Again, Anbernic uses stiff buttons for the Anbernic RG353M, but this time the buttons are far more satisfying than the previous RG351 series.

The Anbernic RG353M supports Wi-Fi, Bluetooth and a mini HDMI video output for exporting videos to TV. You can try Moonlight on Android, in case you want a streaming handheld for your PC. That’s good selling point for people who want a cheap streaming handheld, but I think the Retroid Pocket 3 Plus does its job better with its 16:9 screen.

Battery life

The Anbernic RG353M comes with the same 3500-mAh battery capacity from the plastic brother in the RG353 series. It is great on its own, similar to the flagship smartphones two years ago. You can expect to draw up to 6 hours for emulating not demanding systems like GB, GBC, GBA, NES or SNES. If you’re looking to try it for PlayStation Portable, however, the gameplay time will decrease to about 3-4 hours.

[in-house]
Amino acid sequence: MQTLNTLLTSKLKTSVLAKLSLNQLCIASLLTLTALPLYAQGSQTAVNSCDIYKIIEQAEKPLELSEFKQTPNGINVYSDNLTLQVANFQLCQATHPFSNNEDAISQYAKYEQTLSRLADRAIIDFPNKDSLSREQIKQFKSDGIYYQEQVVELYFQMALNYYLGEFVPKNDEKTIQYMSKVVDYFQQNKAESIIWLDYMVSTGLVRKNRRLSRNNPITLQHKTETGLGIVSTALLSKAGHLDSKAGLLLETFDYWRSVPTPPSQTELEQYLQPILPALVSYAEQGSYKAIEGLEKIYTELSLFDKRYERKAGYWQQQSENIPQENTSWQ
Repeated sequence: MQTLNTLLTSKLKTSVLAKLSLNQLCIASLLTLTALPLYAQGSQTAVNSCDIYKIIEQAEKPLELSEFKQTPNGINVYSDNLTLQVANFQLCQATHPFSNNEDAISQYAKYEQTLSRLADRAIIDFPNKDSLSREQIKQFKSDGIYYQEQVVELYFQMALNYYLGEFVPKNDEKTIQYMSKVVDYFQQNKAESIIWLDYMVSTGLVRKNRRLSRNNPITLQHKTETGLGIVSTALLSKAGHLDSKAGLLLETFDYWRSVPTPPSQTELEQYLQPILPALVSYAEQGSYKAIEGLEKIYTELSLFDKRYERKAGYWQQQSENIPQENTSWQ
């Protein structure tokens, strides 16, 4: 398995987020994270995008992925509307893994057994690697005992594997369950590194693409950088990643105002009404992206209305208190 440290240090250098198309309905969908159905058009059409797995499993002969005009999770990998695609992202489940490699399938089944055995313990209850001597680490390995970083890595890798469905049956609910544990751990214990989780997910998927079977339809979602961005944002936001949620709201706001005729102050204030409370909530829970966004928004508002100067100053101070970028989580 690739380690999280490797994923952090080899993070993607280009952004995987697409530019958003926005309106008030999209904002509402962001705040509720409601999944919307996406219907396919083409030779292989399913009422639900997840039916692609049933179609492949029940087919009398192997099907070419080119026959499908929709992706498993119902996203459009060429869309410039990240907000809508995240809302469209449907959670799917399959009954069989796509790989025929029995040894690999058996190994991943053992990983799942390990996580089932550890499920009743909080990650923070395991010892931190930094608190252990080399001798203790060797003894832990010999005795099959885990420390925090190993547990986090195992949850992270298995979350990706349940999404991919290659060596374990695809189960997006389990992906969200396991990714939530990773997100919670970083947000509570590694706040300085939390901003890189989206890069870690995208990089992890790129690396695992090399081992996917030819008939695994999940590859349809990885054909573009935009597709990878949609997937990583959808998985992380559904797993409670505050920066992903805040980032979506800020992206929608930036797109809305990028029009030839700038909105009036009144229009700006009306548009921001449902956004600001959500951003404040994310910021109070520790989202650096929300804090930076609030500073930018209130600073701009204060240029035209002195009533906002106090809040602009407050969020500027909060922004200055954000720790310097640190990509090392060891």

You can use the normal USB-C cable for the Anbernic RG353M, and it needs 3 hours to be fully charged. Don’t try fast charging for any RockChip handhelds, and the Anbernic RG353P isn’t out of this rule.

Lazy handheld man’s choice
B for Gaming Experience.

My verdict

The Anbernic RG353M is the common metal version release by Anbernic, usually 4-6 months after the release of the plastic version, which is the RG353P. While the company learns from the past to make a truly more premium product at higher price, the RG353M lacks the nostalgic design of SNES controller, and perhaps once you can reach the RG353M, you will skip to the RG405M already.

Get it if

  • You want a RG353 that is pocketable, or premium, or both
  • You find it at far cheaper price than the RG405M
  • You target anything up to N64, Dreamcast and PSP
Don’t get it if

  • You want a smaller ‘mini’ handheld: Get the Miyoo Mini or Miyoo Mini Plus
  • You want a vertical handheld: Get the RG353V
  • You want dual boot but want to spend way less: Get the RG353P
  • You want a better handheld for less price: Get the Retroid Pocket 2S
  • You want to emulate harder systems better: Look for the Anbernic RG405M